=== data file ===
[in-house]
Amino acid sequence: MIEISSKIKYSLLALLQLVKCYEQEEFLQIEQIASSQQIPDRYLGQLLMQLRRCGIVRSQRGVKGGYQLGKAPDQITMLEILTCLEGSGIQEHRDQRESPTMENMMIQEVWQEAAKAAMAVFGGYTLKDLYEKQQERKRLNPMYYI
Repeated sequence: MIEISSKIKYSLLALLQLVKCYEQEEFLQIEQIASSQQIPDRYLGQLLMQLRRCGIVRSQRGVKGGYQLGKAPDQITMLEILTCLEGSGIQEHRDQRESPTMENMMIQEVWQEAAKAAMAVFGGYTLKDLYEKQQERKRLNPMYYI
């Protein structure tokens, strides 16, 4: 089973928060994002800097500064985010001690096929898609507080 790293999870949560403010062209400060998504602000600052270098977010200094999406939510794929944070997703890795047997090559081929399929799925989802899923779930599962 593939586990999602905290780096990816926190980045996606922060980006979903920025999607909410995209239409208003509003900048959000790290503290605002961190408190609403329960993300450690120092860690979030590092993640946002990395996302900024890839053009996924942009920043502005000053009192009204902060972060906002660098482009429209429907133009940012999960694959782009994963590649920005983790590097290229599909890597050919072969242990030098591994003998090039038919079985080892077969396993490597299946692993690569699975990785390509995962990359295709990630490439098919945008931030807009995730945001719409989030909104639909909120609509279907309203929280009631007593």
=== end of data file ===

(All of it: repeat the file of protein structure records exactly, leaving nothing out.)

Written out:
[in-house]
Amino acid sequence: MIEISSKIKYSLLALLQLVKCYEQEEFLQIEQIASSQQIPDRYLGQLLMQLRRCGIVRSQRGVKGGYQLGKAPDQITMLEILTCLEGSGIQEHRDQRESPTMENMMIQEVWQEAAKAAMAVFGGYTLKDLYEKQQERKRLNPMYYI
Repeated sequence: MIEISSKIKYSLLALLQLVKCYEQEEFLQIEQIASSQQIPDRYLGQLLMQLRRCGIVRSQRGVKGGYQLGKAPDQITMLEILTCLEGSGIQEHRDQRESPTMENMMIQEVWQEAAKAAMAVFGGYTLKDLYEKQQERKRLNPMYYI
């Protein structure tokens, strides 16, 4: 089973928060994002800097500064985010001690096929898609507080 790293999870949560403010062209400060998504602000600052270098977010200094999406939510794929944070997703890795047997090559081929399929799925989802899923779930599962 593939586990999602905290780096990816926190980045996606922060980006979903920025999607909410995209239409208003509003900048959000790290503290605002961190408190609403329960993300450690120092860690979030590092993640946002990395996302900024890839053009996924942009920043502005000053009192009204902060972060906002660098482009429209429907133009940012999960694959782009994963590649920005983790590097290229599909890597050919072969242990030098591994003998090039038919079985080892077969396993490597299946692993690569699975990785390509995962990359295709990630490439098919945008931030807009995730945001719409989030909104639909909120609509279907309203929280009631007593």